Original Research

The perceived barriers and facilitators in completing a Master’s degree in Physiotherapy

Nicolette Comley-White, Joanne Potterton
South African Journal of Physiotherapy | Vol 74, No 1 | a445 | DOI: https://doi.org/10.4102/sajp.v74i1.445 | © 2018 Nicolette Comley-White, Joanne Potterton | This work is licensed under CC Attribution 4.0
Submitted: 15 December 2017 | Published: 30 May 2018

About the author(s)

Nicolette Comley-White, Department of Physiotherapy, University of the Witwatersrand, South Africa
Joanne Potterton, Department of Physiotherapy, University of the Witwatersrand, South Africa

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Background: Participating in postgraduate study is daunting and as yet there is a dearth of literature on what students’ experiences are when obtaining their Master’s degree in Physiotherapy.

Objectives: The aim of this study was to gain insight into the perceived barriers and facilitators in completing a Master’s degree in Physiotherapy.

Method: Semi-structured, in-depth interviews were conducted with 10 physiotherapists who had completed a Master’s degree in Physiotherapy from a university in South Africa, representative of coursework and dissertation Master’s degrees, completed within the stipulated time period as well as taking longer to complete the degree. The topics covered a range of speciality areas. The interviews were transcribed, sent for member checking and analysed thematically.

Results: Within 10 interviews data saturation was reached. Two themes were identified: research environment and support, both of which were seen as either a facilitator or a barrier, depending on the participant. The theme of research environment was divided into categories of workplace and data collection. The second theme, support, was also seen as either a barrier or a facilitator. This theme encapsulated the categories of supervisor support, workplace support and a personal support network.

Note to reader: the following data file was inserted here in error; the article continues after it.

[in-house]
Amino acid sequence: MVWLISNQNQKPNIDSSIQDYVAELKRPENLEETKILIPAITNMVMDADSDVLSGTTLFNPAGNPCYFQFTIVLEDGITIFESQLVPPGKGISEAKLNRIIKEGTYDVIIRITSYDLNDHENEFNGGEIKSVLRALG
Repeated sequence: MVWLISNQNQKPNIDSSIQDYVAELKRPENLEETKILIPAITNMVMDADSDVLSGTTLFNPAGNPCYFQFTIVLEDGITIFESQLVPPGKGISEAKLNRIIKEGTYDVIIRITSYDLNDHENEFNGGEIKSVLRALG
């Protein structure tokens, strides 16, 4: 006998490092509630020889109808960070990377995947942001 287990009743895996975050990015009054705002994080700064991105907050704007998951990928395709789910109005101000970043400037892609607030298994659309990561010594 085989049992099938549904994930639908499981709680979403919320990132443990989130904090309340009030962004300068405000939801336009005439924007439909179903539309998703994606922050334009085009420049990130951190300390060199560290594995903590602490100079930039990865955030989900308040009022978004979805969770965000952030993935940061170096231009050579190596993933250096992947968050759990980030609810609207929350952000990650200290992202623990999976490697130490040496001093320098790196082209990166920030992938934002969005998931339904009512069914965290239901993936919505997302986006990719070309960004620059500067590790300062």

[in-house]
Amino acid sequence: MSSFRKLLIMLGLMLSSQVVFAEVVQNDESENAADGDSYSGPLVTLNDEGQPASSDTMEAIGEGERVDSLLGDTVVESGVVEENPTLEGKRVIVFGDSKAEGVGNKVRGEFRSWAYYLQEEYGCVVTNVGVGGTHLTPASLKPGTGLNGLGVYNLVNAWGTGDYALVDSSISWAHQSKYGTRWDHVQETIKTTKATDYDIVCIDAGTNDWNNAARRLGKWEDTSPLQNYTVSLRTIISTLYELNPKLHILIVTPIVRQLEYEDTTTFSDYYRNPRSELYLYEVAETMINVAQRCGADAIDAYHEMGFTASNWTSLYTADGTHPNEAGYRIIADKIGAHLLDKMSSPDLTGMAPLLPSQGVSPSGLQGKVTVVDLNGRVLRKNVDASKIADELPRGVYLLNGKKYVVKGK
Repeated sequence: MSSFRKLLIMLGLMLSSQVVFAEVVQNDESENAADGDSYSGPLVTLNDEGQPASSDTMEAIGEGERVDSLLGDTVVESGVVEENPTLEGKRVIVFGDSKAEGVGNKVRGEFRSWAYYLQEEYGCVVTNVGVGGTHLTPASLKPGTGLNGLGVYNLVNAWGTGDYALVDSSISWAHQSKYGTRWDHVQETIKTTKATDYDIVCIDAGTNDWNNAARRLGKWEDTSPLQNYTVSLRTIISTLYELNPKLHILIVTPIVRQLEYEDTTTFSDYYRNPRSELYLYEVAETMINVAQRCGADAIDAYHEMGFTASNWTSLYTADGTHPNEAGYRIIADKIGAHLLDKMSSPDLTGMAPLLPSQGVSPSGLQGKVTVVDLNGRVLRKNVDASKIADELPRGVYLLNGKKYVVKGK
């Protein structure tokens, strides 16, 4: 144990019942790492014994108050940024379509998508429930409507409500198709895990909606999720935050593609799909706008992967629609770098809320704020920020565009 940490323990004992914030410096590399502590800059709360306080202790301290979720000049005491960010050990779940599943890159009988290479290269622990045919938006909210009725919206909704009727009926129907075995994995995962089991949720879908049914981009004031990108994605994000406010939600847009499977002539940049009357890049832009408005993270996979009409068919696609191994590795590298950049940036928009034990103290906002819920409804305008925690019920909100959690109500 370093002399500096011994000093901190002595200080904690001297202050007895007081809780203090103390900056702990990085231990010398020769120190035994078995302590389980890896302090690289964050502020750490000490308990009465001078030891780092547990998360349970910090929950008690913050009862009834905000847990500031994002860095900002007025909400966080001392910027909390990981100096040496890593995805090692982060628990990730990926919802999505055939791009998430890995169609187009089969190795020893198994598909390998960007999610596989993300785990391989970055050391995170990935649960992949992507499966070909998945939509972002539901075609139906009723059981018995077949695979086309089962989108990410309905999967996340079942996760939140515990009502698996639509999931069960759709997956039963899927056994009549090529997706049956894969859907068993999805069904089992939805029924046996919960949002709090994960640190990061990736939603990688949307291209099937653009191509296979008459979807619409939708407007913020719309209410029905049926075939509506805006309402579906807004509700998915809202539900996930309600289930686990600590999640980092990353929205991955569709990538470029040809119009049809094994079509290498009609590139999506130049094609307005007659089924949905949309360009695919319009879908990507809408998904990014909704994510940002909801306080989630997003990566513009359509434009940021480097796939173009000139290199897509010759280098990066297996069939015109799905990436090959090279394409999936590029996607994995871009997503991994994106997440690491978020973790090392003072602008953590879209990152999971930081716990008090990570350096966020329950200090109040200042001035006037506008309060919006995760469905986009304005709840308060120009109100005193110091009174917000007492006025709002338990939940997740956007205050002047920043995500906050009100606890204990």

Conclusion: The research environment and support are two major factors that can influence the experience of obtaining a master’s degree in physiotherapy, both positively and negatively.

Clinical implications: With increasing numbers of physiotherapists obtaining postgraduate degrees, universities need to facilitate the process of obtaining the degree, which will ensure more physiotherapists with postgraduate degrees, thereby strengthening the profession.


Postgraduate; masters; physiotherapy; barriers; facilitators; experiences


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Crossref Citations

1. Qualitative research in physiotherapy: A systematic mapping review of 20 years literature from sub-Saharan Africa
Michael Kalu, Augustine Okoh, Chukwuebuka Okeke, Ebuka Anieto, Michael Ibekaku, Ukachukwu Abaraogu
Physiotherapy Theory and Practice  first page: 1  year: 2022  
doi: 10.1080/09593985.2022.2028952